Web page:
Realizations In Saying ‘I Don’t Know’ More

Image via Ardalis

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This semester, I am privileged to take “Music and Nation in the Arab World” with Professor Mohamed Alsiadi, Senior Lecturer in the Arabic Department at Fordham, an astounding professor and an exceptionally talented musician. Alsiadi is incredibly wise and intelligent. He has a gift where he can energize academic spaces with profound kindness and authenticity. One day, at the beginning of the semester, to wrap up one of our class discussions, he ended on the note, “It is a really beautiful phrase… I don’t know,” and encouraged his students to “stop searching, to know – don’t know.” I found these closing thoughts captivating. I jotted them down quickly and walked out of class refreshed and inspired, as I often do. 

I reflected on what it meant to embrace the phrase ‘I don’t know.’ This was a mindset shift. It encouraged me to reflect on my intentions when learning to ensure that my pursuits are not grounded in external validation. I fell back in love with my mind once I stopped fighting my curiosity. In turn, this authentic inquiry would ensure that there would be only one reason for indulging in conversations, relationships, and academic material. 

There is something to learn from everything and everyone. 

I walked into my politics class one day, where we were doing a debate. The room was split into two, and you had to gather the evidence to argue for the side you were assigned. Previously, these settings have felt uncomfortable and robotic. Still, I ignored this, as it was something I had to do to engage in politics, get the degree, and attain what I constituted as success. This time, I found this exercise extremely distasteful; diluting a complex argument to just two sides and choosing one person to represent the group to argue the pre-decided conclusion in the most concise and persuasive diction. Choosing to engage while being mindful of my qualms, I saw the meaning in this exercise, as it mirrors U.S. politics, particularly the unsettling polarization and the value placed on articulation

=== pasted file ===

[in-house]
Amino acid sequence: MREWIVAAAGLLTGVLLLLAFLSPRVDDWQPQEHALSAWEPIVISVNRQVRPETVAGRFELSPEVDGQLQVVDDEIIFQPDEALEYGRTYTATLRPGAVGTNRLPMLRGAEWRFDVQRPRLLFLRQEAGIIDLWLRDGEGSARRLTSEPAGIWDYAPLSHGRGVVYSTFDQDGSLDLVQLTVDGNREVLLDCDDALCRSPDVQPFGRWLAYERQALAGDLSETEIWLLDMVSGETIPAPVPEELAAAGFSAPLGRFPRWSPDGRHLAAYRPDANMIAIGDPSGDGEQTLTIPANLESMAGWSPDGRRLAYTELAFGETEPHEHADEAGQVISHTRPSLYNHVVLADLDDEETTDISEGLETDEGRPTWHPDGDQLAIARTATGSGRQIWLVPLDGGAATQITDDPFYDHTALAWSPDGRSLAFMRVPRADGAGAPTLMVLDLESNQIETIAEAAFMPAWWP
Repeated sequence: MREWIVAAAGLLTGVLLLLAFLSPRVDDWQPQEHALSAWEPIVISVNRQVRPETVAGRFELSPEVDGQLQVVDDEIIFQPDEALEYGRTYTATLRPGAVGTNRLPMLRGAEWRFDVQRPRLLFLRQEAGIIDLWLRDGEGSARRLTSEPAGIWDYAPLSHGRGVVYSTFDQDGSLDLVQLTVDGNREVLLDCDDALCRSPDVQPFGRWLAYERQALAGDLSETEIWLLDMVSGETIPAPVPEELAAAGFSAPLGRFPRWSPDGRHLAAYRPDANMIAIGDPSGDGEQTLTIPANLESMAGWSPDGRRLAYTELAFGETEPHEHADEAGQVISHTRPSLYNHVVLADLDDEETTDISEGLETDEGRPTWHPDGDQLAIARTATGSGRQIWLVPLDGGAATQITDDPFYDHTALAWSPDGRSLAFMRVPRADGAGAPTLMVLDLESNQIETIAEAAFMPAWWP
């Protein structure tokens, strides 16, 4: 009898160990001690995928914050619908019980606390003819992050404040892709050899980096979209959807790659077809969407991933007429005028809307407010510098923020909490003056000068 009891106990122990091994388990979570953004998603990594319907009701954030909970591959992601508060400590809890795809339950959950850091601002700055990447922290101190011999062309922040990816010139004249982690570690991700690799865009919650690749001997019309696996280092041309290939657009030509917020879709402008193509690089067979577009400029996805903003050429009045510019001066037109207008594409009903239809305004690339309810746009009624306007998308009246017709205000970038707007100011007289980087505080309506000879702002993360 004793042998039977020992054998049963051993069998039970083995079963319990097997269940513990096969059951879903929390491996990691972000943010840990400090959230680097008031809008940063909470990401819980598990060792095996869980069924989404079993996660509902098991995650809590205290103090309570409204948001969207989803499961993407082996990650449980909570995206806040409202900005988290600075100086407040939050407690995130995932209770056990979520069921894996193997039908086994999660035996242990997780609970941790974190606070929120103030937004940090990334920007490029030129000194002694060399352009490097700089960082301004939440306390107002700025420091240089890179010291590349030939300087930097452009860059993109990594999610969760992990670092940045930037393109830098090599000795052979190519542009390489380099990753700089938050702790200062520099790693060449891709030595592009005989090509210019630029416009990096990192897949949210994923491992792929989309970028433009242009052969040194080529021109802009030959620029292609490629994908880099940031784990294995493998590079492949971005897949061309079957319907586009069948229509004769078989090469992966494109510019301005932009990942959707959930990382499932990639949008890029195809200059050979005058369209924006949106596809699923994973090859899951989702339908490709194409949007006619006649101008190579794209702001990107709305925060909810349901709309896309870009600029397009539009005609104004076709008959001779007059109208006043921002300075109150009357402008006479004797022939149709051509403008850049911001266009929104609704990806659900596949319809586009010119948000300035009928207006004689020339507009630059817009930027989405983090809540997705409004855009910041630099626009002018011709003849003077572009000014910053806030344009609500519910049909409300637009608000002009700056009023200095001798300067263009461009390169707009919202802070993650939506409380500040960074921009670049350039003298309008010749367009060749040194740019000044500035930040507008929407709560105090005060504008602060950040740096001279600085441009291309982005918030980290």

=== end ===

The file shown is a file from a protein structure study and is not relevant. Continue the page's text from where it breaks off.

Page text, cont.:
Leaders shaping the nation have demanding expectations always to do or say the right thing. As long as this pressure persists, the US will be governed by an administration that feels they must throw away authenticity to be respected. This is particularly dangerous in an increasingly competitive global political environment, challenging the methodically robust political culture may not seem an option. In a world where it feels impossible to challenge the system Leaders should look to knowledge with dignity and “intellectual humility—recognizing the limits of his knowledge and valuing the insight of someone else.” Bridging connections with intellectual humility embraces the ‘I don’t know’ mentality; acknowledging that everyone has a unique story and their perspective is worth understanding. Practicing this is not just listening more but listening with intention.

Listening more refocused my attention on the influential role speech plays in politics. A sense of urgency accompanies the pressure for leaders always to have the answer. Our fast-paced world forces people to not only know it all but also be able to display that concisely. The class debate shed light on the fact this political culture is seeping into academic settings, where students should have a space that encourages them to hash out undeveloped thoughts with their peers. Through Professor Alsiadi’s encouragement to ​​“say all of the broken words,”  I envision a world where humanity prevails, cultivating a community where all voices are heard and respected.

It must no longer be shameful to admit to not knowing, especially in academic settings, so that society can move toward more humility. This cycle is debilitating for non-native speakers, who have valuable insight ready to be shared but live in an environment that sidelines their perspectives. Gloria Anzaldúa, esteemed Chicana scholar, states, “ethnic identity is twin skin to linguistic identity – I am my language.” Language plays an enormous role in culture and identity, and those courageous enough to approach a foreign culture and try their best to speak the language should be respected and honored. 

Like the Grateful Dead says, “wake up to find out that you are the eyes of the world.” Embracing the phrase “I don’t know” reflects a willingness to remove cultural lenses and work to see the world as someone else does. Removing the pressure of diction will cultivate a more patient, unpretentious, and knowledgeable society. Have no shame in the “I don’t know’s” — learn together.

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This article was edited by Hannorah Ragusa and Matthew Quirindongo.